Exploring the Oregon Coast
We haven’t beaten the Chinese Virus yet, but many of us are stretching and taking short trips to drive to places on our “must see” list. We spend our summers in Oregon and there is plenty to see along its rugged coast.
Much of the U.S. Oregon coast is made up of miles of pristine sandy beaches. For some, the flat seashore is the perfect place to relax. However, if you crave something a little more exciting, check out the 40 miles of shore line that begins in Waldport, Oregon, and pushes south along twisting Highway 101.
It’s here that nature created Oregon’s most scenic headlands. Lofty volcanic outcroppings that plunge precipitously to the crashing Pacific several hundred feet below.
The best of the stretch is at Cape Perpetua, where the views are so outstanding that the area has been designated a National Scenic Area by the federal government.
Captain James Cook discovered and named Cape Perpetua in 1778. The rugged territory remained virtually unreachable until it became part of the Siuslaw National Forest in 1908.
In 1914, the U.S. Forest Service carved a rough road around the Cape and joined the two small neighboring towns of Yachats and Florence by constructing a wooden bridge across the rushing Yachats River.
By 1930, the road was improve and became part of historic Highway 101 that stretches 1,500 miles from Port Angeles, Washington, to Los Angeles, California.
Thank you CCC
Thanks to the Civilian Conservation Corps, Cape Perpetua has become an important travel destination for outdoor enthusiasts. The CCC was created in 1933 to provide manual labor jobs for thousands of unemployed youth during the Great Depression. They carved the American wilderness to create many of the parks we enjoy today.
The work was hard but equally rewarding as the young participants experienced life in convivial communal encampments – the remains of which are still visible at Cape Perpetua in the forest near the sea.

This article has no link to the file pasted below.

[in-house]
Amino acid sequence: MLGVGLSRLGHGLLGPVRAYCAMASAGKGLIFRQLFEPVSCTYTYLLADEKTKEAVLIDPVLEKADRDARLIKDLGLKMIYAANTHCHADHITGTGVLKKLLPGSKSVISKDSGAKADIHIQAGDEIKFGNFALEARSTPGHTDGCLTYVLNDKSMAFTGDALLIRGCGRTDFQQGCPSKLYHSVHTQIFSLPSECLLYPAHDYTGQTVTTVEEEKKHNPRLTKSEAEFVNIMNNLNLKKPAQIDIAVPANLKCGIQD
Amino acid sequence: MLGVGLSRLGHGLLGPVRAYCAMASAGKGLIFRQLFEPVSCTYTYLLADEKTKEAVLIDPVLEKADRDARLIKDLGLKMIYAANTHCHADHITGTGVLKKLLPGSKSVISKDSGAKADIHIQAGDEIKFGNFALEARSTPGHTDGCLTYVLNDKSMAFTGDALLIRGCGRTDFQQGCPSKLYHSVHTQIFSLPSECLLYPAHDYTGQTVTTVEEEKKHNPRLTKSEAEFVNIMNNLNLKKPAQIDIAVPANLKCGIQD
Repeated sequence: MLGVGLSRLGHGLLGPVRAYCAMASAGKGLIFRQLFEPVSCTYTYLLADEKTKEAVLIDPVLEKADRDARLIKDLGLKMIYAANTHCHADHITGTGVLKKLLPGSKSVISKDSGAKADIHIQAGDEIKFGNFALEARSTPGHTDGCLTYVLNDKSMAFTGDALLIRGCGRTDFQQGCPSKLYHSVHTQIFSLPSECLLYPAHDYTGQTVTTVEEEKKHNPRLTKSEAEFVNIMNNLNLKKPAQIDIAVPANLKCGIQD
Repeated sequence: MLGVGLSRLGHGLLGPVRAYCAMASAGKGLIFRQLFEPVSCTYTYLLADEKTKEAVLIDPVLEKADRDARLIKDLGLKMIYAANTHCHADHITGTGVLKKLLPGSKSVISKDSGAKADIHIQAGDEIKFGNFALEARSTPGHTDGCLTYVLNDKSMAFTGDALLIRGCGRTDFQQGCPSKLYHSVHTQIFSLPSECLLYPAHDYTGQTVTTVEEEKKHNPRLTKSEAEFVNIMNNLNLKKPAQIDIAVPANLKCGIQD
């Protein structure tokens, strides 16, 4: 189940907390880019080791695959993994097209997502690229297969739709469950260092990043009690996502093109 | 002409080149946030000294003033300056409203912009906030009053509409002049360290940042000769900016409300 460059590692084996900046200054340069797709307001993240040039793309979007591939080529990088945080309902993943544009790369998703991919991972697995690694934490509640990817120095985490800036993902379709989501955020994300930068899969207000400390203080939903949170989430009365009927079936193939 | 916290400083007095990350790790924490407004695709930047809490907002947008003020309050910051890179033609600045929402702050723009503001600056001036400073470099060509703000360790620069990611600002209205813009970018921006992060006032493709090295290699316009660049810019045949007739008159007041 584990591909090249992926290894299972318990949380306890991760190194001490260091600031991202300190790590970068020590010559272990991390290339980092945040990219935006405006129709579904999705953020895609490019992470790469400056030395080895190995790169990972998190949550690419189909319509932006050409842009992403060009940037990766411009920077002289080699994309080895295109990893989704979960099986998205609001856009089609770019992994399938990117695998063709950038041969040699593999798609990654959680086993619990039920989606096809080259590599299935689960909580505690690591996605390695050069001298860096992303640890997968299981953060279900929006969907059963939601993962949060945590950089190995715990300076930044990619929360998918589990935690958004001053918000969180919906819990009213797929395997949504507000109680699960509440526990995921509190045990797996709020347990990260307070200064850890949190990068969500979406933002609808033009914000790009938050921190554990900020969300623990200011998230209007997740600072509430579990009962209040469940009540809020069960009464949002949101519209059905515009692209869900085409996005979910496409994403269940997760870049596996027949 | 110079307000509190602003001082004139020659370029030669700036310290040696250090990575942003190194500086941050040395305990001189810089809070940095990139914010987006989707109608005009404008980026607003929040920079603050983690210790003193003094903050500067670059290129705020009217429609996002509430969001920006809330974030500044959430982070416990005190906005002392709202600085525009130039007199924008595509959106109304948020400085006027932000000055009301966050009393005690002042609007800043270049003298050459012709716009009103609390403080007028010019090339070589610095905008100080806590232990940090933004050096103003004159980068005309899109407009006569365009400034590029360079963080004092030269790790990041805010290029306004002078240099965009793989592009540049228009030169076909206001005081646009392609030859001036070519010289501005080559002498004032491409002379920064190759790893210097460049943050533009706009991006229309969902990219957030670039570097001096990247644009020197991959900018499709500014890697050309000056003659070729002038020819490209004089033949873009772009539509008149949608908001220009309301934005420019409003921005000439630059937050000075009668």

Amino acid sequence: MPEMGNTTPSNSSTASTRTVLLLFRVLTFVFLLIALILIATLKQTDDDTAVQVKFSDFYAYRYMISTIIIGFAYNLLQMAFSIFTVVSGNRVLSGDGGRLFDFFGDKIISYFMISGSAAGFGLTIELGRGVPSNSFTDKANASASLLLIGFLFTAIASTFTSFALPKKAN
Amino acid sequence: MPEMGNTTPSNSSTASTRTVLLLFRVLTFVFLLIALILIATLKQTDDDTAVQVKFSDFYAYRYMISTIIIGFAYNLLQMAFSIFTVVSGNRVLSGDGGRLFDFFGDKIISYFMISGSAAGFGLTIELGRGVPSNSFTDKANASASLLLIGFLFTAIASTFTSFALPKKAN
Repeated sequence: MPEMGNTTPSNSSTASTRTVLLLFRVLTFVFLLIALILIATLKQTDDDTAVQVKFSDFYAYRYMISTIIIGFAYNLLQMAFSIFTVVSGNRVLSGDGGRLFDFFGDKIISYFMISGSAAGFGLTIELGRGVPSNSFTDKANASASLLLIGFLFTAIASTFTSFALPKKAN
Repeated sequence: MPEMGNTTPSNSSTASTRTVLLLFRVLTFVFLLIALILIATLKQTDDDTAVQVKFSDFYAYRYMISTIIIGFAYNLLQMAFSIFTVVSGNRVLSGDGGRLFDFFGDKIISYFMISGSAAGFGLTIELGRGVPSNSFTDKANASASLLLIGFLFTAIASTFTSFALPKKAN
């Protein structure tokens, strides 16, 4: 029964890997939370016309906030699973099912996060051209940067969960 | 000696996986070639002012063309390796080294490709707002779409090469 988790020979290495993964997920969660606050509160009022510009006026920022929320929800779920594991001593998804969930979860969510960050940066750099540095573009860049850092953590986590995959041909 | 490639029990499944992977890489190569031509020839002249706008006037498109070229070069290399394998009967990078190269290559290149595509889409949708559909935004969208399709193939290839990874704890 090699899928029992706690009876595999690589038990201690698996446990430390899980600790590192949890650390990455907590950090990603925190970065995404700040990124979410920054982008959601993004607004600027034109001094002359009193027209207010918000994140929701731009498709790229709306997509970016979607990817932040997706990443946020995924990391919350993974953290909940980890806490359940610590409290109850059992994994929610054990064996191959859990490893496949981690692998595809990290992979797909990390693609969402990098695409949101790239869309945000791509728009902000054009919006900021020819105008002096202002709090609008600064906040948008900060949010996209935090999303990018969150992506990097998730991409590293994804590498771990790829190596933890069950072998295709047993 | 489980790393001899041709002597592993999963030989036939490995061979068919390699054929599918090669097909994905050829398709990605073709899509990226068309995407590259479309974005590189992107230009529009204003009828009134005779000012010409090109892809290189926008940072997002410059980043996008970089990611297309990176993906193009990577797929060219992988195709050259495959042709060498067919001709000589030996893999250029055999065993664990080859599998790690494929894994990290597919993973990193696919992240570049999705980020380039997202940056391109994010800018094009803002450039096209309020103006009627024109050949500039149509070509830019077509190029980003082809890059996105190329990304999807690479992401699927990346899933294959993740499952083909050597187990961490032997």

These were the lucky ones during those hard times. Although most of them are now departed, their lasting legacy of trails and shelters are still in use today. We owe that “Greatest Generation” a debt of gratitude for so many things.
There are three major natural water wonders within a short walk of the parking lot at the Cape Perpetua Visitors Center. Thor’s Well, Spouting Horn, and Devil’s Churn – the most exciting being Thor’s Well.
In simple terms, Thor’s Well is a collapsed underwater volcanic cave that has formed a large round hole on the surface – think very large blow hole.
The hole is about 20 across and 20 feet deep, and during incoming tides and rough seas, the water rushes into the submerged cavern and erupts into a mighty blast of foaming ocean that can easily knock down curious onlookers that venture too close. Immediately after the upward explosion, Thor’s Well dramatically inhales the ocean that it just expelled.
You don’t want to be on the ride back to the sea!
The paths adjacent to the Visitor’s Center are paved for ready access by all. There are a total of 11 trails that offer 27 miles of hiking adventure in this wilderness. It’s about an intermediate level hike across the rocky shoreline and up through the spruce forest to the outlooks. Do it if you can!
If you go
If you drive, there are many fine hotels in the area. If you fly, the nearest reasonable airport is in Eugene – about an hour drive from the quaint little town of Florence on the coast.
“Get out there, but be prepared.”
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Copyright © 2021 Visit great vacation destinations with Wayne and Judy Bayliff
Photos Copyright © 2021 Judy Bayliff